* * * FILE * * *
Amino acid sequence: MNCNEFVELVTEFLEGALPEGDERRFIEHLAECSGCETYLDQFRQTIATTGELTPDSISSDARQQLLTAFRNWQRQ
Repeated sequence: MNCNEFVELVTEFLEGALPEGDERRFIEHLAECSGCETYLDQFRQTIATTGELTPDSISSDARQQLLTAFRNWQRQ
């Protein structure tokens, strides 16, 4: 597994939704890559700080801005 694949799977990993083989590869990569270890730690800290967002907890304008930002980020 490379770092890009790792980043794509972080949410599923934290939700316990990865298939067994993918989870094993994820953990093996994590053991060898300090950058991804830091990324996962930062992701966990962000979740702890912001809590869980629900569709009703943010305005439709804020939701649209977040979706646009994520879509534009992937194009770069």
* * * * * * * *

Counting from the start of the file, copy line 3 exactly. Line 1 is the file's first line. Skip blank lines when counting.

């Protein structure tokens, strides 16, 4: 597994939704890559700080801005 694949799977990993083989590869990569270890730690800290967002907890304008930002980020 490379770092890009790792980043794509972080949410599923934290939700316990990865298939067994993918989870094993994820953990093996994590053991060898300090950058991804830091990324996962930062992701966990962000979740702890912001809590869980629900569709009703943010305005439709804020939701649209977040979706646009994520879509534009992937194009770069």